‘Revenge Porn’ May Become Protected Free Speech

by 

  • Save

Katie Hill (D) Has to Resign from congress after her ex-husband released porn pictures of her online.

 

With the moral decline in society and the rise of cameras everywhere, people have been choosing not just to consume pornography, but to produce it themselves. When relationships become sour and bad breakups lead to hard feelings, some people out of spite will release their pornographic wares for public consumption to embarrass the other person. This social phenomenon, called ‘revenge porn’, has attracted the attention of the courts and has become a major target of popular discussion. Some states have banned the practice, others have remained silent on it.

But this topic may have its day in the Supreme Court due to a recent case.

The Constitution protects freedom of speech, even when it is “offensive or disagreeable.” But rules have exceptions; the First Amendment does not protect certain speech, such as threats, obscenity, incitement of violence and public disclosure of private information.

When the government imposes a content-based restriction on a specific statement or image, it must satisfy the strictest, and often insurmountable, level of legal scrutiny. The restriction must serve a “compelling government interest” and must be as minimal as possible.

Many revenge porn laws have survived these legal challenges.

Appeals courts in Wisconsin and Vermont rejected the First Amendment challenges and ruled that sexually explicit images deserved as much privacy as other forms of sensitive information, such as medical records and financial data.

“Sometimes it is an ex-boyfriend trying to destroy the life of his former partner, but the vast majority of cases is because people want to make money or engage in voyeurism or for a number of reasons that don’t involve harassing the victim,” she said. “You need a nonconsensual pornography law to cover the gap between harassment and privacy violations.”

According to Igor Bozic, attorney for Austin, the Illinois revenge porn statute, which is broader than similar laws in many other states, “went too far.”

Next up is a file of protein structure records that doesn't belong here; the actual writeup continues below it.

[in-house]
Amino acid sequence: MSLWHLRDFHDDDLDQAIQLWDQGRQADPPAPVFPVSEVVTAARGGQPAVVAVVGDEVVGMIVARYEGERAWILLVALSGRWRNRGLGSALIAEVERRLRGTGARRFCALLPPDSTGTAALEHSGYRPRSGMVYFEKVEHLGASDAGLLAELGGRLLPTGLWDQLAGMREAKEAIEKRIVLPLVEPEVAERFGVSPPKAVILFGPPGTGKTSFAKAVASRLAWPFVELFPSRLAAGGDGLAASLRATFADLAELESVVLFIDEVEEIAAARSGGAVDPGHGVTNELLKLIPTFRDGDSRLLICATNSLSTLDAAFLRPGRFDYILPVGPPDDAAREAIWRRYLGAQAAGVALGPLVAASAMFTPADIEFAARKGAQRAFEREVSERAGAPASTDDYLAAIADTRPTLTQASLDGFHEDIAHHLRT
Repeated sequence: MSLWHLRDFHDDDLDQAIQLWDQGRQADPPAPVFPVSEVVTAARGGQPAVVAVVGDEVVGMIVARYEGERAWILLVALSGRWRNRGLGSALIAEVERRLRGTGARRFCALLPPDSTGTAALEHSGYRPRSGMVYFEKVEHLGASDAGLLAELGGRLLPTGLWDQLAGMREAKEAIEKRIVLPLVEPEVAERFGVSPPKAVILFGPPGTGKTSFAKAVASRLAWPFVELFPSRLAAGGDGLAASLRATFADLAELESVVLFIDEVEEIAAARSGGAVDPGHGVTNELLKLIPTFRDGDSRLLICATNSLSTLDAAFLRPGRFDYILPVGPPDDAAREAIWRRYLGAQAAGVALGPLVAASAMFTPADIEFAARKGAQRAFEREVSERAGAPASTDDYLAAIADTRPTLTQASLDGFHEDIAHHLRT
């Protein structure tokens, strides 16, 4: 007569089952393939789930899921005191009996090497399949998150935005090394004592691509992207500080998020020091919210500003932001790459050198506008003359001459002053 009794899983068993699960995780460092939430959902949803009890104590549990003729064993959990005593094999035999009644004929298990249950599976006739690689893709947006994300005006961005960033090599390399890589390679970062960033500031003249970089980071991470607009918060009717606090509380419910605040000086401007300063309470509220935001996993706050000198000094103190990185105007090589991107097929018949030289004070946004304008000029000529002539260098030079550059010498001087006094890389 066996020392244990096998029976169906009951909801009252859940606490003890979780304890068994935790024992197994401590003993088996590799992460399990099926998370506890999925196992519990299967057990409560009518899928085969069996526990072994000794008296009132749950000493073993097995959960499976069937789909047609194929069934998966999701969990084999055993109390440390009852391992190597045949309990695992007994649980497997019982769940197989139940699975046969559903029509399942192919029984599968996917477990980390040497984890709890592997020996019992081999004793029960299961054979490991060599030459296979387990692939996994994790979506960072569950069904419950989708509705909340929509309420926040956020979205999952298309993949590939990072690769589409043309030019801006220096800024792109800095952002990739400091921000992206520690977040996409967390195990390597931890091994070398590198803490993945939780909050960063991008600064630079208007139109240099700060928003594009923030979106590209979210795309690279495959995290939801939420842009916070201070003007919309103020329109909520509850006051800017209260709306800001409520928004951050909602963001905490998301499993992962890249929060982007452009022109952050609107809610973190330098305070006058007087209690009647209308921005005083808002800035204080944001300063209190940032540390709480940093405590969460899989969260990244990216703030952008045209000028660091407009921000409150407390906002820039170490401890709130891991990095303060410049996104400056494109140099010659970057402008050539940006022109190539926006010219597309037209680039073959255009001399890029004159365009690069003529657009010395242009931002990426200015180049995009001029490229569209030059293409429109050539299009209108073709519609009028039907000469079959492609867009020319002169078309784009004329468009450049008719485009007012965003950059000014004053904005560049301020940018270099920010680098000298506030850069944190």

Bozic, in requesting that the Illinois Supreme Court stay the decision until he files a petition for a writ of certiorari at the U.S. Supreme Court, wrote of the statute: “It covers the woman who reacts to an unwanted sexual text message by showing a friend. It covers the woman who tries to deter that toxic behavior by forwarding the unsolicited image to the sender’s mother or girlfriend. . . . And of course, it gives controlling men – like Bethany Austin’s ex-fiancé – yet another legal tool for victimizing their intimate partners.”

“Where do you draw the line with this law?” he said to The Washington Post.

But even if the Supreme Court does agree to take Austin’s case, many legal experts sat she faces an uphill battle.

Andrew Koppelman, a law professor at Northwestern University who wrote a law review article on the constitutionality of revenge porn statutes, explained that the First Amendment allows the government to limit public disclosure of private, often intimate information without consent – such as medical or financial information.

The Illinois statute, he said, targets the specific harm it’s trying to remedy: distributing material when the disseminator knows, or should have known, that the person in the image did not consent to its distribution.

“There’s no good reason to construe free speech to protect malicious people who want to hurt people unless there’s no way to draw a line,” he said. “The Illinois statute shows there is a sensible way to draw a line.” (source)